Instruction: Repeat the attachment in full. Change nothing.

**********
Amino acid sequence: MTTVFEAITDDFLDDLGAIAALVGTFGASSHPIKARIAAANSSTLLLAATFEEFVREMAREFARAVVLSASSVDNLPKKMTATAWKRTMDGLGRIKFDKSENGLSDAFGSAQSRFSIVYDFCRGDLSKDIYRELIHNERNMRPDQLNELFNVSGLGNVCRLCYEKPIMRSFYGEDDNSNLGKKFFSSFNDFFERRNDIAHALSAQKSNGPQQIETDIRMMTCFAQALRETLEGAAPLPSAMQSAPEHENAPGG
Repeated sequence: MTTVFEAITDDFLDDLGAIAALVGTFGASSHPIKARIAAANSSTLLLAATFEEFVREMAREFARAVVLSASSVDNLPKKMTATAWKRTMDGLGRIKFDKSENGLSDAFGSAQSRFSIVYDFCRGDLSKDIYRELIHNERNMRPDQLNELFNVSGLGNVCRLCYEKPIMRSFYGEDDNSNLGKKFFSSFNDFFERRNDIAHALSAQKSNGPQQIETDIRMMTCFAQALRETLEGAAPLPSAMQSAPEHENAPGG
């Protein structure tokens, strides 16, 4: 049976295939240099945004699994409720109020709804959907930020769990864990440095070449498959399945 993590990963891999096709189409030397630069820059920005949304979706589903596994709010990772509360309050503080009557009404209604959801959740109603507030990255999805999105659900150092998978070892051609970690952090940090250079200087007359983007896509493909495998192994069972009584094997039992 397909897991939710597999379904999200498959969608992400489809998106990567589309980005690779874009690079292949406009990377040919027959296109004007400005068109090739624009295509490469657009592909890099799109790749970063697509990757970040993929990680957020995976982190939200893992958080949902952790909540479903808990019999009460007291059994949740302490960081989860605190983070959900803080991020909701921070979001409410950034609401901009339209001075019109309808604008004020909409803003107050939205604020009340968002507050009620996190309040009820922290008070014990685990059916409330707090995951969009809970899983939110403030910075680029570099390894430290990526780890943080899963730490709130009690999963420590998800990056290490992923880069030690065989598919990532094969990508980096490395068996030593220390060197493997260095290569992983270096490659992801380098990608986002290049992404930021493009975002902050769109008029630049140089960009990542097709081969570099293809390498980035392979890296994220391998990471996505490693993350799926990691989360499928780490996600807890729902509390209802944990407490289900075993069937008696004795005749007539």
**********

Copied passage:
Amino acid sequence: MTTVFEAITDDFLDDLGAIAALVGTFGASSHPIKARIAAANSSTLLLAATFEEFVREMAREFARAVVLSASSVDNLPKKMTATAWKRTMDGLGRIKFDKSENGLSDAFGSAQSRFSIVYDFCRGDLSKDIYRELIHNERNMRPDQLNELFNVSGLGNVCRLCYEKPIMRSFYGEDDNSNLGKKFFSSFNDFFERRNDIAHALSAQKSNGPQQIETDIRMMTCFAQALRETLEGAAPLPSAMQSAPEHENAPGG
Repeated sequence: MTTVFEAITDDFLDDLGAIAALVGTFGASSHPIKARIAAANSSTLLLAATFEEFVREMAREFARAVVLSASSVDNLPKKMTATAWKRTMDGLGRIKFDKSENGLSDAFGSAQSRFSIVYDFCRGDLSKDIYRELIHNERNMRPDQLNELFNVSGLGNVCRLCYEKPIMRSFYGEDDNSNLGKKFFSSFNDFFERRNDIAHALSAQKSNGPQQIETDIRMMTCFAQALRETLEGAAPLPSAMQSAPEHENAPGG
């Protein structure tokens, strides 16, 4: 049976295939240099945004699994409720109020709804959907930020769990864990440095070449498959399945 993590990963891999096709189409030397630069820059920005949304979706589903596994709010990772509360309050503080009557009404209604959801959740109603507030990255999805999105659900150092998978070892051609970690952090940090250079200087007359983007896509493909495998192994069972009584094997039992 397909897991939710597999379904999200498959969608992400489809998106990567589309980005690779874009690079292949406009990377040919027959296109004007400005068109090739624009295509490469657009592909890099799109790749970063697509990757970040993929990680957020995976982190939200893992958080949902952790909540479903808990019999009460007291059994949740302490960081989860605190983070959900803080991020909701921070979001409410950034609401901009339209001075019109309808604008004020909409803003107050939205604020009340968002507050009620996190309040009820922290008070014990685990059916409330707090995951969009809970899983939110403030910075680029570099390894430290990526780890943080899963730490709130009690999963420590998800990056290490992923880069030690065989598919990532094969990508980096490395068996030593220390060197493997260095290569992983270096490659992801380098990608986002290049992404930021493009975002902050769109008029630049140089960009990542097709081969570099293809390498980035392979890296994220391998990471996505490693993350799926990691989360499928780490996600807890729902509390209802944990407490289900075993069937008696004795005749007539």